Letter: Prerequisites for democracy in the EC

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The Independent Online
Sir: Following the second Danish referendum, ultimate ratification of the Maastricht treaty by all the EC members is in little doubt. But the process over the past 12 months has exposed a growing alienation of large parts of the public from the governments, diplomats and bureaucrats who negotiated the treaty and are running the Community.

Andrew Marr is right in identifying the lack of democracy as the principal cause of public disillusionment. The need now is for an intelligible written constitution which spells out the individual rights of citizens within the European Union, provides guarantees and protection for their distinct national and regional identities, and defines the division of powers between the European, national and sub-national levels of government, all democratically accountable to their electors. The principle of subsidiarity in 'an ever-closer union' is inadequate. People want to know how they are governed, by whom, and, above all, they want the ultimate power to hold our rulers accountable for their actions through their directly elected representatives.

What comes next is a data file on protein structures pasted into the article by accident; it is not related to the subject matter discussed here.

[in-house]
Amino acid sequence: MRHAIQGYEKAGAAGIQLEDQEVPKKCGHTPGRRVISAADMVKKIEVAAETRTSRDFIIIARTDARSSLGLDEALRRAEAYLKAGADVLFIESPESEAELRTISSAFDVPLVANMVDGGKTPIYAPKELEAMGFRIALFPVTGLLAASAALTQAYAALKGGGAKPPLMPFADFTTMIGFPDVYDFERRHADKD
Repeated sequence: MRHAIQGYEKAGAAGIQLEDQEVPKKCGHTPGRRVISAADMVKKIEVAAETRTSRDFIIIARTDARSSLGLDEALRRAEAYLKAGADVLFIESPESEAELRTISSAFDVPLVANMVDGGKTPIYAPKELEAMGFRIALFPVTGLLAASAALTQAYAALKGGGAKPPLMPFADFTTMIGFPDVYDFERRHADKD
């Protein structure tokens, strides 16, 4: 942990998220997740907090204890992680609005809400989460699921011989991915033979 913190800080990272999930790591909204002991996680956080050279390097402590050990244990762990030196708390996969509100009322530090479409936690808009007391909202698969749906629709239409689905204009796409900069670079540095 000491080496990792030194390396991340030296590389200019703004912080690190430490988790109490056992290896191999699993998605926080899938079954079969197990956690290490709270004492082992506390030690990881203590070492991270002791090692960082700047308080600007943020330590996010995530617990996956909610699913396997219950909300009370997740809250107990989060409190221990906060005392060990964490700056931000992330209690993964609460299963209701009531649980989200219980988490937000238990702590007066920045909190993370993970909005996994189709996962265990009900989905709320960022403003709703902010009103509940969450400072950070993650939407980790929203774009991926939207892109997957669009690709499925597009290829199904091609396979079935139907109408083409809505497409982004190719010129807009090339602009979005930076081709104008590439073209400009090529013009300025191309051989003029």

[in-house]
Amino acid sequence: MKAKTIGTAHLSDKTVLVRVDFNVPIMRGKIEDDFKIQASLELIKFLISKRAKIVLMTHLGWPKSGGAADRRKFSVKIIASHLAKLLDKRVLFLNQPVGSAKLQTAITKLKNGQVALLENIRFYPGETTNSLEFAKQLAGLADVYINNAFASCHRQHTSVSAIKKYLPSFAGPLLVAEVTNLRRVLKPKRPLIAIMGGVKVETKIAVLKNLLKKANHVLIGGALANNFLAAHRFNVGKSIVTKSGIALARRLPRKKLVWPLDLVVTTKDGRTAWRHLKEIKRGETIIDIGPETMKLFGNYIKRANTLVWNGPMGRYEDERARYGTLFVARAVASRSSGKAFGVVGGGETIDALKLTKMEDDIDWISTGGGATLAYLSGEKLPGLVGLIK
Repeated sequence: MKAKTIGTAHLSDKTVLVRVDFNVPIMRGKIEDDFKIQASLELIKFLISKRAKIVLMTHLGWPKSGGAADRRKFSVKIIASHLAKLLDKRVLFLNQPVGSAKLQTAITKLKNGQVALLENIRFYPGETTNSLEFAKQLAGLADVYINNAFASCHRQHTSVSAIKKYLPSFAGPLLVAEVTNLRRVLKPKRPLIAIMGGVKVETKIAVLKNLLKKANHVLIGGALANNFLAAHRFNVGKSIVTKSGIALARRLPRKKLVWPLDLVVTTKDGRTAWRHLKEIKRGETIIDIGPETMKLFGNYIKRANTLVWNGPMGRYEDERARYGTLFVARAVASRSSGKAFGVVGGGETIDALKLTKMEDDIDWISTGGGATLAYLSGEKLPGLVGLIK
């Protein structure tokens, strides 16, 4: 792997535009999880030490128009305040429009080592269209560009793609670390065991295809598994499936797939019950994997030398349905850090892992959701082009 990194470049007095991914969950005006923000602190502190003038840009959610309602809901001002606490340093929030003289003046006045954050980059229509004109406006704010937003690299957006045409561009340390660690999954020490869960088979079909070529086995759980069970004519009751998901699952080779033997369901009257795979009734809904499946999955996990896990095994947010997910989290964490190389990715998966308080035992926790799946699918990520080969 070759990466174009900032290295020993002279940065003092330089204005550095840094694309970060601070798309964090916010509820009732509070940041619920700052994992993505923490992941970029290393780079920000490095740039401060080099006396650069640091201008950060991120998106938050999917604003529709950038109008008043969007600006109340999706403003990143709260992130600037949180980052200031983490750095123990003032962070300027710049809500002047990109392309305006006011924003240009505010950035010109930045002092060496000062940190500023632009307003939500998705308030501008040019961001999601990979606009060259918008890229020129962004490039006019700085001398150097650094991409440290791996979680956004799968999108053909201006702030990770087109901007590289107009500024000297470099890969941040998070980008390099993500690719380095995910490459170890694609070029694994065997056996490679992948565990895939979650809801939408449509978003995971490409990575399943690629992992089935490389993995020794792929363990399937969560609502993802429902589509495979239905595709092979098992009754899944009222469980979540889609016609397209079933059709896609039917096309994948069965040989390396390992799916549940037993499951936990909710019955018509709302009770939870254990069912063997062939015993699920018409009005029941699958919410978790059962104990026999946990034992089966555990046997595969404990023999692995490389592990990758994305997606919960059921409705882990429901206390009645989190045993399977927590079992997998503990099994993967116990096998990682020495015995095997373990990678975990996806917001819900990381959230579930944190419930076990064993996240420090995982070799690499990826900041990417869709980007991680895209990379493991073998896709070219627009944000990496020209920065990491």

We should now call upon our MPs at Westminster and in the European Parliament to take the initiative and propose a parliamentary convention to draw up a European constitution, which could be submitted to a Europe-wide referendum at the same time as the next European parliamentary elections due in June 1994.

Yours faithfully,


London, NW3